Postdoc in Richman Lab wins Banting Postdoctoral Fellowship


Dr. Kirstin Brink

Dr. Kirstin Brink, a postdoctoral research fellow in Dr. Joy Richman’s lab, is one of nine postdoctoral fellows from UBC who received a Banting Postdoctoral Fellowship this past July out of 70 awarded nationally for 2017-2018. The prestigious fellowships provide each researcher with two years of funding for research that will positively contribute to Canada’s economic, social and research-based growth.

Brink, who also holds a UBC Killam Postdoctoral Research Fellowship and a fellowship from the Michael Smith Foundation for Health Research, is a paleontologist from Alberta. She is researching the evolution and development of dentitions in modern and extinct animals; more specifically, the development of complex tooth shapes in reptiles as a model for the evolution of heterodonty (different kinds of teeth) in mammals.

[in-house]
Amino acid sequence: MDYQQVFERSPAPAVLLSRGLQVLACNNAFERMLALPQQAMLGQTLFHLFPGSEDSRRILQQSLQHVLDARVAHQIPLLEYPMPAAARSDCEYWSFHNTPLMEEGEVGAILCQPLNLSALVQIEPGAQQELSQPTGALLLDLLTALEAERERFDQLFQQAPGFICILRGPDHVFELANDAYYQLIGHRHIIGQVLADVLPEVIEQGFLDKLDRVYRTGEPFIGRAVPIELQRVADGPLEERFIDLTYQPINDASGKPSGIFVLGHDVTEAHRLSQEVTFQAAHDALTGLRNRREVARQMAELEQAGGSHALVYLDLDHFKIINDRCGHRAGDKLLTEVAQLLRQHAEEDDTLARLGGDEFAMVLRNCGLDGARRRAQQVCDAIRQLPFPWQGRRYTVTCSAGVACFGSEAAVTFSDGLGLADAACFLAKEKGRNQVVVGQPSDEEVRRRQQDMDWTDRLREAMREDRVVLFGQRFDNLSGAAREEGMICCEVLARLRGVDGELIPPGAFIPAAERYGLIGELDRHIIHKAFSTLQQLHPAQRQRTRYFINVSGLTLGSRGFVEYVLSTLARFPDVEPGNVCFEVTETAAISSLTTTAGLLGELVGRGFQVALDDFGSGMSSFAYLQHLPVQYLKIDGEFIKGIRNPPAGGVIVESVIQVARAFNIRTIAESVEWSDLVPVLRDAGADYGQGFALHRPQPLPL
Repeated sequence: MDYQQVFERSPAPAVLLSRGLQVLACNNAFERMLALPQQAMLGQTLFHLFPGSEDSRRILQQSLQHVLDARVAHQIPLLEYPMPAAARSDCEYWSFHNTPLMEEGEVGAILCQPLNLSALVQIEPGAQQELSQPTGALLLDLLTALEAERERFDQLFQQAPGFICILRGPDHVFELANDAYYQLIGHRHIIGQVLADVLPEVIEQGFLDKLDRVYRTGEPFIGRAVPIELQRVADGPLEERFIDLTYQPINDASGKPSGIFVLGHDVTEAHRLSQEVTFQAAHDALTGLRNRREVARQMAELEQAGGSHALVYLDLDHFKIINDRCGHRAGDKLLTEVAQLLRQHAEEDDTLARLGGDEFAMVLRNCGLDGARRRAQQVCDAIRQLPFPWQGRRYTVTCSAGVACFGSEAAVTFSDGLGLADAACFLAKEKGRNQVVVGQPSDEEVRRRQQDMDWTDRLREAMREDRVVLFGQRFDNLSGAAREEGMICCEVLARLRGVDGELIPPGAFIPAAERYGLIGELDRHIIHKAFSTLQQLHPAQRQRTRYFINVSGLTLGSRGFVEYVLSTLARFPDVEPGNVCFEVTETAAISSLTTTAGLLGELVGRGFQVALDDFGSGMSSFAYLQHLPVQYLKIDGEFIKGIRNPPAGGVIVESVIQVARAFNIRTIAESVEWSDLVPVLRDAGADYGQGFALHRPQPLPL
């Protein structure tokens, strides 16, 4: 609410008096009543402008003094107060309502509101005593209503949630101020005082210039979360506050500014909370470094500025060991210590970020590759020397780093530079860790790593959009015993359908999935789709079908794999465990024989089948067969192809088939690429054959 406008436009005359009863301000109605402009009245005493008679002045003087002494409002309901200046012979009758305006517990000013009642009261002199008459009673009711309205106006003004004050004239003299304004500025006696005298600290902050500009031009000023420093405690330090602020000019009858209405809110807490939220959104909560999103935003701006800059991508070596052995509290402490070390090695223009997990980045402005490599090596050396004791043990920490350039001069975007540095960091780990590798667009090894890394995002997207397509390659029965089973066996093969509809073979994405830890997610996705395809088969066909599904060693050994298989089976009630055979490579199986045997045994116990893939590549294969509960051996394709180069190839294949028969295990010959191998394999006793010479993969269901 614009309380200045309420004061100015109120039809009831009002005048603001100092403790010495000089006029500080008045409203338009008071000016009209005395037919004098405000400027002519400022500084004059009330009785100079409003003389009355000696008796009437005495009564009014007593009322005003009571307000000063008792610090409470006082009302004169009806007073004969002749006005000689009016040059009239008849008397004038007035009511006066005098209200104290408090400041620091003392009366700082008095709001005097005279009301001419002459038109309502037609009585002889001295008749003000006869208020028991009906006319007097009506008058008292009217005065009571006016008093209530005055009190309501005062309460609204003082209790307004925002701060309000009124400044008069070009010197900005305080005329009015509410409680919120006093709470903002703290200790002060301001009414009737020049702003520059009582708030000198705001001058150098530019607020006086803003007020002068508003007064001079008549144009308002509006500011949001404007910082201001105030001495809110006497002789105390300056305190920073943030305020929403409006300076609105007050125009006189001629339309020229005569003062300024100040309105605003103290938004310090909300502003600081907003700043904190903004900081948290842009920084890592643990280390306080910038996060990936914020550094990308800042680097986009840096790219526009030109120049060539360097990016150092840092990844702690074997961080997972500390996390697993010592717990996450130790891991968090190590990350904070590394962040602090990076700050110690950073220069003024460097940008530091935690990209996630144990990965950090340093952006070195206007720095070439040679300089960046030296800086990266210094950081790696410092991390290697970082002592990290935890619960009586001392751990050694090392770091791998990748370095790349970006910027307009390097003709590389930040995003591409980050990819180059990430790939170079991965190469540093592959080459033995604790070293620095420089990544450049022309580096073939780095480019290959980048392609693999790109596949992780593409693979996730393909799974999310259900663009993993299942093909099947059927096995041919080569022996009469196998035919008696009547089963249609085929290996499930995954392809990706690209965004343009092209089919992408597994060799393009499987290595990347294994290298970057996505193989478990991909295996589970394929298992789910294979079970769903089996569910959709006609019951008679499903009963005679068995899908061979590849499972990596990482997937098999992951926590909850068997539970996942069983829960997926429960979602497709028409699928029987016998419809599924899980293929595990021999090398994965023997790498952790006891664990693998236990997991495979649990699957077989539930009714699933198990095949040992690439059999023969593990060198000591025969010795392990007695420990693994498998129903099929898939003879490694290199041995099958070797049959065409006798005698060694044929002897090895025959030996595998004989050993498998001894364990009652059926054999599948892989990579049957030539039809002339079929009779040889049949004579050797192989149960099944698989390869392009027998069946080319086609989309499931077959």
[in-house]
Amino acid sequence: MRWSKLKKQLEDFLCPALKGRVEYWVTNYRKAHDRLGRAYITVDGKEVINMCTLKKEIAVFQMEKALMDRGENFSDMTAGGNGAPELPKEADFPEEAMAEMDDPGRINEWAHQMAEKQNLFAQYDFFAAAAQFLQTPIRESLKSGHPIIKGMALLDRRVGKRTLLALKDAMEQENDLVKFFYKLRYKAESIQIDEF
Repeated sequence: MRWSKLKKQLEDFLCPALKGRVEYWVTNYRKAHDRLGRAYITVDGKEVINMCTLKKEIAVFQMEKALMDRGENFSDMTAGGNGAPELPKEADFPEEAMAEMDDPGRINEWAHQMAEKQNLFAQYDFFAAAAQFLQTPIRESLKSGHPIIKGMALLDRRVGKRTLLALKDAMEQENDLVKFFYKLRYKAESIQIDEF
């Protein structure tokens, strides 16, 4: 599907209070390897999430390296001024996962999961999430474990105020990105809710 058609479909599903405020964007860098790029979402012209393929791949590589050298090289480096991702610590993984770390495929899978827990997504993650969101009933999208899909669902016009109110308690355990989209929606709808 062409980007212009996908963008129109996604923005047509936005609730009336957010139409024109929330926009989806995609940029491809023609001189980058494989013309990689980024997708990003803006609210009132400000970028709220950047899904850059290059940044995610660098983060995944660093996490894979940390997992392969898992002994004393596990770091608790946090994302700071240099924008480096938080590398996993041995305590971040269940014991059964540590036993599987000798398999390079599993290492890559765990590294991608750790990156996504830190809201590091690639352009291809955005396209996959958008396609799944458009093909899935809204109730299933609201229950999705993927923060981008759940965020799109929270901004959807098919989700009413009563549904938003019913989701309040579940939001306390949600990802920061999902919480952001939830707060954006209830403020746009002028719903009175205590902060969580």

She is pursuing a postdoctoral fellowship at UBC because of the unique learning environment provided by her supervisor, Dr. Joy Richman, in the Faculty of Dentistry. Richman’s lab is one of the only labs in the world to study tooth development in reptiles, and Brink wanted to learn new molecular and developmental biology techniques.

“Dentitions have been evolving for over 400 million years and fossilize very well,” Brink explains. “They are often the only glimpses we have into the diversity and ecology of extinct organisms, since tooth shape is highly correlated with diet and ecological niche.” She points out that animals occupying different roles in food webs show differences in tooth shape, tooth number, tooth attachment style and tooth replacement patterning, the mechanisms of which are still not fully understood.